Instead, I went to Venice beach. (In my excitement to be outside and away from the office, I called up a friend who lives in Hawaii, which is akin to him calling me from Interstate H-1 to tell me how cool it was he was driving at 65mph.)
I love all the crazy, hand-made things the street vendors sell on the Venice boardwalk. I saw this set of salt and pepper shakers that looked like two people hugging. It was really cute, until I noticed that the salt and pepper poured from their eyes, making them the creepiest salt and pepper shakers ever.
I also saw some hand painted, ceramic skulls. It took me a minute to realize that they were bongs. I wondered what other home decorations I’d seen were actually bongs. Your name on a grain of rice? A bong. The painting of your name made out of rainbows and dolphins? A bong. The hugging salt and pepper shakers? Bongs, with the smoke coming out of the eyes.
Another thing I love about Venice is the canals. I didn’t even know they existed, until a couple of years ago. When my wife and I stumbled upon them, she said, “Oh, I wondered where the canals were.” Shows how much I know about Italy.
I don’t know if they named the city “Venice,” then decided to dig the canals, or if they found the canals naturally and thought “Venice” fit.
I prefer to believe the city founder one day just declared, “I hereby name this city, ‘Venice!’ And… Hey, you, what are you doing over there?”
Then a confused guy with a shovel looks around, and says, “Just digging some canals. Why?”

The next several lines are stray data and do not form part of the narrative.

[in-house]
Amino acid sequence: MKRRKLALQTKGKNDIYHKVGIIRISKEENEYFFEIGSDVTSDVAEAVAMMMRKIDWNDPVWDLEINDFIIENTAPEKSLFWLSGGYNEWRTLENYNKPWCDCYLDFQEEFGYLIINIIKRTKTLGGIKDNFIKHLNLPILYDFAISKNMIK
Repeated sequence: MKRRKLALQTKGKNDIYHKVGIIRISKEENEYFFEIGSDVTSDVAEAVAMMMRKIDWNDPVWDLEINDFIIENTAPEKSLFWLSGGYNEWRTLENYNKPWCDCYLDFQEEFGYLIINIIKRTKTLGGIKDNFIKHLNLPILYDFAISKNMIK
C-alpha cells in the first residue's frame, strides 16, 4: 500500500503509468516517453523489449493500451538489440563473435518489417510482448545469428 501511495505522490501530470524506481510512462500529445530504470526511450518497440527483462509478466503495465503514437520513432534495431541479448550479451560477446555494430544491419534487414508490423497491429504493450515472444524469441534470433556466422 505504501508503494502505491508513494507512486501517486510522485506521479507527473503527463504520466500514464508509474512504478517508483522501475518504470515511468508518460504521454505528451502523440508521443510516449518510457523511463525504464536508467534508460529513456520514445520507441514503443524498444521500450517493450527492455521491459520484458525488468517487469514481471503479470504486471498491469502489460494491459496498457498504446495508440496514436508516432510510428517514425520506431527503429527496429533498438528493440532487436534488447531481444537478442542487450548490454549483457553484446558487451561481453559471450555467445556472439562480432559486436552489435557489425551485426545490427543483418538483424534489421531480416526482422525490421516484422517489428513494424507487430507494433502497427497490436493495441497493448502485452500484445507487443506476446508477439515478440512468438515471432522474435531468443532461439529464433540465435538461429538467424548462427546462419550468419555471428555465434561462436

(Please don’t tell me the actual story. Mine’s better. Admit it.)
The best part of Venice, though, is the people watching. There were roller skaters dancing, hippies playing bad Bob Dylan and/or Marley covers, skate boarders Ollying, a homeless man declaring George Bush is controlled by aliens, people practicing Capoeira, another homeless guy declaring the first one is controlled by aliens, sunbathers sunbathing, surfers surfing, muscle builders building muscle, and generally a throng of people hustling and bustling up and down the beach.
Los Angeles doesn’t have a Commons, or a Central Park, or what have you. We have the beach. Whether they live on the West Side, or in the Valley, or in East L.A., rich or poor, black, white, Hispanic, Asian, or other, in the Industry or just a civilian, a P.A. or a studio executive, everyone goes to the beach. If you want to see, to experience, to be a part of a cross section of this great metropolis, just go to the beach.
I promise you’ll have a great time.